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ACM TechNews

Nanowick at Heart of New System to Cool 'power Electronics'

Purdue University researchers have developed an advanced cooling technology that can handle about 10 times the heat generated by conventional computer chips. The technology consists of a miniature, lightweight device made of tiny copper spheres and carbon nanotubes that passively wick a coolant toward hot electronics, says Purdue professor Suresh V. Garimella.

heat pipe cooling device This diagram depicts a cooling device called a heatpipe, used in electronics and computers. Researchersare developing an advanced type of heat pipe forhigh-power electonics in military and automotiveapplications.Credit: School of Mechanical Engineering, Purdue University
The wicking technology is part an ultrathin thermal ground plane—a flat, hollow plate containing water. The Purdue team is working to create heat pipes about one-fifth the thickness of commercial heat pipes and covering a larger area than the conventional devices, which would enable them to provide far greater heat dissipation. The cooling system could be used to prevent the overheating of devices called insulated gate bipolar transistors, which are used in hybrid and electric vehicles.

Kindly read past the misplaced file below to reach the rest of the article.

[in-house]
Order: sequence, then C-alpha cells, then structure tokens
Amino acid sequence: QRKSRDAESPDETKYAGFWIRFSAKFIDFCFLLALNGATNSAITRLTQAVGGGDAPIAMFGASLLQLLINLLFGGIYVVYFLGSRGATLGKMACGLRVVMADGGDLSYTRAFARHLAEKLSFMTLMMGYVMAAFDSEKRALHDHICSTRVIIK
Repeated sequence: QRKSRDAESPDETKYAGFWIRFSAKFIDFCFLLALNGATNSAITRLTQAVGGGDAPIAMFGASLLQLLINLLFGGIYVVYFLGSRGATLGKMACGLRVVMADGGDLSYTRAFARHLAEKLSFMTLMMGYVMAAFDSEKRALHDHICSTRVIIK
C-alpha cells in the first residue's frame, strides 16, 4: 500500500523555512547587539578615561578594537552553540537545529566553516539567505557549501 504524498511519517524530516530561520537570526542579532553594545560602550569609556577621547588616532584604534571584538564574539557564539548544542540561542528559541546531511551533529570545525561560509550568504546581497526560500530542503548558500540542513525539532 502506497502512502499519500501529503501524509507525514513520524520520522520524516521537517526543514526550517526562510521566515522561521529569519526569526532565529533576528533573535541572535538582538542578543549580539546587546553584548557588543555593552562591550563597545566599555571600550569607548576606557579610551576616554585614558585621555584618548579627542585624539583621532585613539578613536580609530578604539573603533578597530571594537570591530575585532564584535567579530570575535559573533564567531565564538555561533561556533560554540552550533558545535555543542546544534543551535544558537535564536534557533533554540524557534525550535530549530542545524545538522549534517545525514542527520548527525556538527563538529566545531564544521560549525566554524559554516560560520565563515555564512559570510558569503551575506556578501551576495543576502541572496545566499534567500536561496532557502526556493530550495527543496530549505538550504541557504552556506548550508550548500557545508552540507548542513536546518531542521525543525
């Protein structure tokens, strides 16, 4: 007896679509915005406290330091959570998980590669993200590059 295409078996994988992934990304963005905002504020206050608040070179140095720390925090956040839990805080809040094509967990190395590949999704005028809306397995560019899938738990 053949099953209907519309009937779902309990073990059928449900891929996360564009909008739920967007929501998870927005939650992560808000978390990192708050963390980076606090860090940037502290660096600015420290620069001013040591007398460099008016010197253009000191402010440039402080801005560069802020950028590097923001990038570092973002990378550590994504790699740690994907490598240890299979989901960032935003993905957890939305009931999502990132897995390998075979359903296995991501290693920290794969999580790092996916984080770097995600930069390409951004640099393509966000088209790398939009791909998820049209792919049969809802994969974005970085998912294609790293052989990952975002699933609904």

The system works by circulating water through a boiling, evaporating, and condensing process. Allowing a liquid to boil significantly increases how much heat can be removed compared with heating a liquid to temperatures below its boiling point.

From Purdue University News
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